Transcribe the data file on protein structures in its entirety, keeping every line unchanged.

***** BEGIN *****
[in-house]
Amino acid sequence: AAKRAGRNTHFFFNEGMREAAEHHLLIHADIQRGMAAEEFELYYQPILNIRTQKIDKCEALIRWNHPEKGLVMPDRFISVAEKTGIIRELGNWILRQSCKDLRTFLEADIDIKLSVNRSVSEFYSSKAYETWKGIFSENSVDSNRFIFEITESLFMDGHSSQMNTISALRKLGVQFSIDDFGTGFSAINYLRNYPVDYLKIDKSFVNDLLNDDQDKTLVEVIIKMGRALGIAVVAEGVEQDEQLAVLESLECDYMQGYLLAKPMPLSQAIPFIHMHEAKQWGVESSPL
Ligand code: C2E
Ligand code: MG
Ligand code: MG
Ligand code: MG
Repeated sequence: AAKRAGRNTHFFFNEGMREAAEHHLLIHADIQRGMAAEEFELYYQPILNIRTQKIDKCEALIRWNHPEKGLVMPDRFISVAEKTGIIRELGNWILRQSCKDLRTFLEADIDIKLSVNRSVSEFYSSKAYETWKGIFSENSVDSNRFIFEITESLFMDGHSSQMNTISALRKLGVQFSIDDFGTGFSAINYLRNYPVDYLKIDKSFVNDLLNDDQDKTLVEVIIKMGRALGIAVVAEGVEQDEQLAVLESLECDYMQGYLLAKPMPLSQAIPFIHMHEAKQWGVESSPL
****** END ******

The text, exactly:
[in-house]
Amino acid sequence: AAKRAGRNTHFFFNEGMREAAEHHLLIHADIQRGMAAEEFELYYQPILNIRTQKIDKCEALIRWNHPEKGLVMPDRFISVAEKTGIIRELGNWILRQSCKDLRTFLEADIDIKLSVNRSVSEFYSSKAYETWKGIFSENSVDSNRFIFEITESLFMDGHSSQMNTISALRKLGVQFSIDDFGTGFSAINYLRNYPVDYLKIDKSFVNDLLNDDQDKTLVEVIIKMGRALGIAVVAEGVEQDEQLAVLESLECDYMQGYLLAKPMPLSQAIPFIHMHEAKQWGVESSPL
Ligand code: C2E
Ligand code: MG
Ligand code: MG
Ligand code: MG
Repeated sequence: AAKRAGRNTHFFFNEGMREAAEHHLLIHADIQRGMAAEEFELYYQPILNIRTQKIDKCEALIRWNHPEKGLVMPDRFISVAEKTGIIRELGNWILRQSCKDLRTFLEADIDIKLSVNRSVSEFYSSKAYETWKGIFSENSVDSNRFIFEITESLFMDGHSSQMNTISALRKLGVQFSIDDFGTGFSAINYLRNYPVDYLKIDKSFVNDLLNDDQDKTLVEVIIKMGRALGIAVVAEGVEQDEQLAVLESLECDYMQGYLLAKPMPLSQAIPFIHMHEAKQWGVESSPL